Courtship of the Blue-eared Barbet


Adrian Lim a.k.a wmw998 documented a pair of courting Blue-eared Barbet (Megalaima australis) in Malaysia sometime in May 2008

The female was perching on a branch of a tree doing nothing in particular. Suddenly there was a loud call, made by a male nearby. He had food in his bill but this did not prevent him from making “such sweet music” as described by Adrian (left). The male was puffing and blowing to expand his throat pouch. As the pouch expanded, it pushed aside the black feathers that make up the black upper breast band, exposing a smooth, rounded, black sac.

The female was attracted to the male’s display but waited for him to come close and make his courtship offering of food. Only then was there copulation. Each act of copulation was preceded by an offer and actual transference of a succulent fig to the female (below). No fig, no sex! *


This courtship feeding of fruits followed by copulation went on for a number of times, as is typical of barbets (below).


In the image below the male is covering the female with his wings in another act of copulation.


The courtship feeding of the Blue-eared appears different from that of the Coppersmith (M. haemacephala). Whereas the former offered one fig per act of copulation, the latter often got away with less number of fruit as compared with number of copulations – often getting away with two for the price of one. Such behaviour was confirmed by another observation where the Coppersmith managed to copulate with the female, to only release the fruit after and not before. And then he mounted her a second time without offering a second fruit. Two for the price of one!

During mating, singing by the pair is incessant and simultaneous, with head bobbling, side to side tail movement, all these in an aggressively looking manner (Short & Horne, 2002).

Adrian confirms the above with his statement about the male: “Blue-eared Barbet seems to make very loud noise most of the time, when it is not having a female or attracting a female… Normally, it sounds like ‘CHIOK CHIOK’, and it can be doing that for minutes at a time. I have a feeling that it is trying to make its presence known to other males. This is a ‘territorial behaviour’ perhaps!

“However, when it is courting a female, or trying to attract a female to a certain perch or tree, the noise is much gentler and softer, and totally different from the ‘CHIOK CHIOK’. I can’t describe the sound to you in words, but in both cases, you can see the black sac.”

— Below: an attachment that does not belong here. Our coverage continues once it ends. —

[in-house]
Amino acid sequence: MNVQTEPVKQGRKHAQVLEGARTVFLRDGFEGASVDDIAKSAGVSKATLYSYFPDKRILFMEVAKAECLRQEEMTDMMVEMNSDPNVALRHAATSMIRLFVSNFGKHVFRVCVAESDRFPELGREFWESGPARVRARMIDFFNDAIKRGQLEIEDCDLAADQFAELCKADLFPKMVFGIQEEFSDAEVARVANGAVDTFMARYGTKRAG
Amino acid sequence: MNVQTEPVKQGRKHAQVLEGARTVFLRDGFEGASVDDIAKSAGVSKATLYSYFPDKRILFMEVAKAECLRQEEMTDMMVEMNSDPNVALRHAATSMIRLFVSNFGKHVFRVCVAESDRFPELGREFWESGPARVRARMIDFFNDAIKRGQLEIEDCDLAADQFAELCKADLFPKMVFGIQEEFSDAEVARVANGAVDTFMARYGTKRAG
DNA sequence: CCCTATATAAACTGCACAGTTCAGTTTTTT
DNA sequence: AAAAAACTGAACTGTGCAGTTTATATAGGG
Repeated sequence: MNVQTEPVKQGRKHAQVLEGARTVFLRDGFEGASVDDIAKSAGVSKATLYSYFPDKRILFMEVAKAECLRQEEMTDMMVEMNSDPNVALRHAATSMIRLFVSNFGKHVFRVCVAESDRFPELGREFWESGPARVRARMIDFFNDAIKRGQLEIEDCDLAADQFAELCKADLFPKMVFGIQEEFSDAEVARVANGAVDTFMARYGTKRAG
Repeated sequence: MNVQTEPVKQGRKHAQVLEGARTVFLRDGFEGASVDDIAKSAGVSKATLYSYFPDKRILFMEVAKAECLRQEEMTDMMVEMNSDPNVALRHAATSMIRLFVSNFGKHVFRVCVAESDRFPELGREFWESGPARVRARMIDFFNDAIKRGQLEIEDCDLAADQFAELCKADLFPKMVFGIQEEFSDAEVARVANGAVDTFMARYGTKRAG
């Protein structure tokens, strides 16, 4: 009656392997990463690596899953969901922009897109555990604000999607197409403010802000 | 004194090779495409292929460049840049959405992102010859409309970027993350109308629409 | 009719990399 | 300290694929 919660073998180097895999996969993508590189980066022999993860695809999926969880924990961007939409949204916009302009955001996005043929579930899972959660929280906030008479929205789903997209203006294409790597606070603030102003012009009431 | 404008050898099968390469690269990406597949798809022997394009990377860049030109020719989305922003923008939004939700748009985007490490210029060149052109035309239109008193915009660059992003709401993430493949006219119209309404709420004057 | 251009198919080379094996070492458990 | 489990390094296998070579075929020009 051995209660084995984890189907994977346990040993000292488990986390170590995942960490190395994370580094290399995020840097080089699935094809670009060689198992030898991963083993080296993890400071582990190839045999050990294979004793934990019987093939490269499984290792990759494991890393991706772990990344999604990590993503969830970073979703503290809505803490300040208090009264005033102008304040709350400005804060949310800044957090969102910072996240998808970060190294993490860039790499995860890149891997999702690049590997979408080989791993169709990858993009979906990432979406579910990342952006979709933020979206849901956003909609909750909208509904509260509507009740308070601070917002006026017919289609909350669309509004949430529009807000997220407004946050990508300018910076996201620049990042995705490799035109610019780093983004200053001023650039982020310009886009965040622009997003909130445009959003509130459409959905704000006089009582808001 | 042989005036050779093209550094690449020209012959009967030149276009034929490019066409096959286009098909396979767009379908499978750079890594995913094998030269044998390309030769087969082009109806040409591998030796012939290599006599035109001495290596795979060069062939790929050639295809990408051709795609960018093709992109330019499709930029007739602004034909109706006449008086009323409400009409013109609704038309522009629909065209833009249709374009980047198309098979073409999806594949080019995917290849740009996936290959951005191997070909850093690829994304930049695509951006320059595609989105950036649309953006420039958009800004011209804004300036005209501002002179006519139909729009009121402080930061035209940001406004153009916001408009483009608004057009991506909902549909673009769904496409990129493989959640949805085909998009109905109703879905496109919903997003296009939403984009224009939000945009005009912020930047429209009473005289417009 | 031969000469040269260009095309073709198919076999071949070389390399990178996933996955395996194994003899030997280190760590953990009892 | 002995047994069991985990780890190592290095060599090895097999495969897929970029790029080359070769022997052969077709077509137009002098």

There seems to be no mention of the prominent black throat pouch in the literature. As such, this can be a first record in the Blue-eared Barbet, or any barbet for that matter. Discussion of this throat pouch will be posted in the next few days. So stay tuned!

“I have to clarify here that the courtship is a process that is likely to continue for a few days at the least, between the pair. It is not a case of a male going out to have a ‘good time’, spotted a female and making a lot of noise to attract it! In my opinion, the birds had already ‘accepted’ each other, and so the offer of food was like feeding a young, nothing spectacular, no noise making at all, even when the ACT was over. The only time that the gentle sound was made was when the female bird flew off for reason such as disturbance by other birds or animals, and the male wanted to call it back to the same tree.” Adrian, 1st June 2008

*Adrian has written in to clarify that there were occasions when “…the male bird would feed the female continuously, and only once in a while, got on top of her, though still with the food held in the beak and about to offer her.” 4th June 2008.

Short, L. L. & Horne, J. F. M. (2002). Family Capitonidae (Barbets). Pp. 140-219 in: del Hoyo, J., Elliott, A. & Sargatal, J. eds. Handbook of the birds of the world. Vol. 7. Jacamars to Woodpeckers. Barcelona: Lynx Editions.

All images by Adrian Lim.

An account of this barbet’s gular sac has now been published:
Lim, A. T. H., L. K. Wang & Y. C. Wee, 2009. The Blue-eared Barbet Megalaima australis and its gular sac. BirdingASIA 11: 98-101.

This post is a cooperative effort between and BESG to bring the study of bird behaviour through photography to a wider audience.

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